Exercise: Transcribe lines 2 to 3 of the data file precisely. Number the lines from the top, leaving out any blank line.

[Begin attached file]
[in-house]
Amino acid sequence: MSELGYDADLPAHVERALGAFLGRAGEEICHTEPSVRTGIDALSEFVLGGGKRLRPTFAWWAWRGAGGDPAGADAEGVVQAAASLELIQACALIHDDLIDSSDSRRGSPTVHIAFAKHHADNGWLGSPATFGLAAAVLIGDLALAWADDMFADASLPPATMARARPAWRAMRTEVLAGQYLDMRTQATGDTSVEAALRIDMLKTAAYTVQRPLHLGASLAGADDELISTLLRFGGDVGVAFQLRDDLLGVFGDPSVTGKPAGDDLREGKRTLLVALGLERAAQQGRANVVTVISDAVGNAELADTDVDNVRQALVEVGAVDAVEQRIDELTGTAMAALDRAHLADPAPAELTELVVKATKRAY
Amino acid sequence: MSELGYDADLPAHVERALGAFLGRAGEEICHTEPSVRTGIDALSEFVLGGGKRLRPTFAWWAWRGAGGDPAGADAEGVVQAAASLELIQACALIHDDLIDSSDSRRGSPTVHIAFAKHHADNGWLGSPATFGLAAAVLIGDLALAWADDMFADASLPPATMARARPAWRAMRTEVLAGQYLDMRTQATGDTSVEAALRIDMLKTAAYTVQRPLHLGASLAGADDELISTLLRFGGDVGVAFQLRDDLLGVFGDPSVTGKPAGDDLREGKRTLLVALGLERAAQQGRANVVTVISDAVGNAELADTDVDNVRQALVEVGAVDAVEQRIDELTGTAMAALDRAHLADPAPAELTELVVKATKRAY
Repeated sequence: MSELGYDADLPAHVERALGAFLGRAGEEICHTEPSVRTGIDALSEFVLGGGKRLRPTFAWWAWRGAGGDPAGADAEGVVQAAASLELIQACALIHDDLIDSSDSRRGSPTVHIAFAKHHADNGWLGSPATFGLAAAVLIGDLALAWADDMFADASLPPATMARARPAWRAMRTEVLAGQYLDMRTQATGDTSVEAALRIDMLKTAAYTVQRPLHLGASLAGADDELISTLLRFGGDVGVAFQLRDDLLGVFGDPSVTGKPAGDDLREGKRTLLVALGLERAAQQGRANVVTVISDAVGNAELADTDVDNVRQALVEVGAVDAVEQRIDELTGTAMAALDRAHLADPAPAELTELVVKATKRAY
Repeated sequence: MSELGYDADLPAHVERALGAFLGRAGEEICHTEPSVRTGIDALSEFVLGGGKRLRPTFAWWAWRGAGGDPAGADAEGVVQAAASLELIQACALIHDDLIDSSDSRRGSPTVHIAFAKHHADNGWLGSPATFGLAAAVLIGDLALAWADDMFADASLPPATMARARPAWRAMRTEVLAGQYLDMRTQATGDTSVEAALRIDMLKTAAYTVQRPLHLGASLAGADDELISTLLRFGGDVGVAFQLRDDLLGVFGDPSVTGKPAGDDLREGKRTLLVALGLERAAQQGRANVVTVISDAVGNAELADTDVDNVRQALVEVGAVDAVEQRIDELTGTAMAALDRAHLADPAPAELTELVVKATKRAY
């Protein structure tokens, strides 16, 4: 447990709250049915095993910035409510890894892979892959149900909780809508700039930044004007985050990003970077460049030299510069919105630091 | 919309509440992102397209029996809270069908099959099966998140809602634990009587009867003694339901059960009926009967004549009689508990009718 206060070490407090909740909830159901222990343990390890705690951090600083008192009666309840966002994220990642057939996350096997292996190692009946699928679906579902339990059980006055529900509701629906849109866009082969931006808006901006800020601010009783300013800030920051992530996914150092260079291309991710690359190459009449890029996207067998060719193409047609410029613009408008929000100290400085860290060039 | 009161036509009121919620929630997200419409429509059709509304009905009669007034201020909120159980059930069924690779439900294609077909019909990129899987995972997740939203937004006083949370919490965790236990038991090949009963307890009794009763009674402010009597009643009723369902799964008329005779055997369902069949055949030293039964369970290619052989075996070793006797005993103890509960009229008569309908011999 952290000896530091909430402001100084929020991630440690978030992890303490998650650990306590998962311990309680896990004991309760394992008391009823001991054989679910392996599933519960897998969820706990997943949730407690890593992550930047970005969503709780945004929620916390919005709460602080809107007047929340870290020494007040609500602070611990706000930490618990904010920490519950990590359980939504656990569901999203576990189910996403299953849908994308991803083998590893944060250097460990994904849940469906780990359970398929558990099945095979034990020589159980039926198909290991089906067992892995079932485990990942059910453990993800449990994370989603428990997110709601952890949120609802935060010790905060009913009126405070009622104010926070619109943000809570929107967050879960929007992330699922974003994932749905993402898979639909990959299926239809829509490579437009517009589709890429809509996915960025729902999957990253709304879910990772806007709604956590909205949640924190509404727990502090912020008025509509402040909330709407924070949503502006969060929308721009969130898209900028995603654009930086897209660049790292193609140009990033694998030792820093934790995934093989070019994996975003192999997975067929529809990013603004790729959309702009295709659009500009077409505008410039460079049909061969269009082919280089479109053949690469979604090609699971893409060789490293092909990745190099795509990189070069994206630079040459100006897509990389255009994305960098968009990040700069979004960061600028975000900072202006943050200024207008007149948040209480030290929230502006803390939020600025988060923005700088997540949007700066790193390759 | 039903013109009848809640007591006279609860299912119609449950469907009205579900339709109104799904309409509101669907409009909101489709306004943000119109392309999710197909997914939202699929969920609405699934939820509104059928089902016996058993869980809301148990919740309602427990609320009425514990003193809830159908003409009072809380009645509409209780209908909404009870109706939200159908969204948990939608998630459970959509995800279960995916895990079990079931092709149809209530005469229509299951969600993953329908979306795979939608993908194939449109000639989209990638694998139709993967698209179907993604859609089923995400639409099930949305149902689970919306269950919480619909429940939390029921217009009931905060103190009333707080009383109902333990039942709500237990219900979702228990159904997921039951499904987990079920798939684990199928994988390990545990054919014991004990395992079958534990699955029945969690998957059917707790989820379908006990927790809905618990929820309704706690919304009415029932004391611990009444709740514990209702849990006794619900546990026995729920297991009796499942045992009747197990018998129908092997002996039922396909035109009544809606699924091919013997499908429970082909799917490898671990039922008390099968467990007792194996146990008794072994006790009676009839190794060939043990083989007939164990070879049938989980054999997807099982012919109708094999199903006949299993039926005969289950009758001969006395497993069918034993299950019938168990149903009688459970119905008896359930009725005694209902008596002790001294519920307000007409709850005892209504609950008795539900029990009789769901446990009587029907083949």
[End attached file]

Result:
Amino acid sequence: MSELGYDADLPAHVERALGAFLGRAGEEICHTEPSVRTGIDALSEFVLGGGKRLRPTFAWWAWRGAGGDPAGADAEGVVQAAASLELIQACALIHDDLIDSSDSRRGSPTVHIAFAKHHADNGWLGSPATFGLAAAVLIGDLALAWADDMFADASLPPATMARARPAWRAMRTEVLAGQYLDMRTQATGDTSVEAALRIDMLKTAAYTVQRPLHLGASLAGADDELISTLLRFGGDVGVAFQLRDDLLGVFGDPSVTGKPAGDDLREGKRTLLVALGLERAAQQGRANVVTVISDAVGNAELADTDVDNVRQALVEVGAVDAVEQRIDELTGTAMAALDRAHLADPAPAELTELVVKATKRAY
Amino acid sequence: MSELGYDADLPAHVERALGAFLGRAGEEICHTEPSVRTGIDALSEFVLGGGKRLRPTFAWWAWRGAGGDPAGADAEGVVQAAASLELIQACALIHDDLIDSSDSRRGSPTVHIAFAKHHADNGWLGSPATFGLAAAVLIGDLALAWADDMFADASLPPATMARARPAWRAMRTEVLAGQYLDMRTQATGDTSVEAALRIDMLKTAAYTVQRPLHLGASLAGADDELISTLLRFGGDVGVAFQLRDDLLGVFGDPSVTGKPAGDDLREGKRTLLVALGLERAAQQGRANVVTVISDAVGNAELADTDVDNVRQALVEVGAVDAVEQRIDELTGTAMAALDRAHLADPAPAELTELVVKATKRAY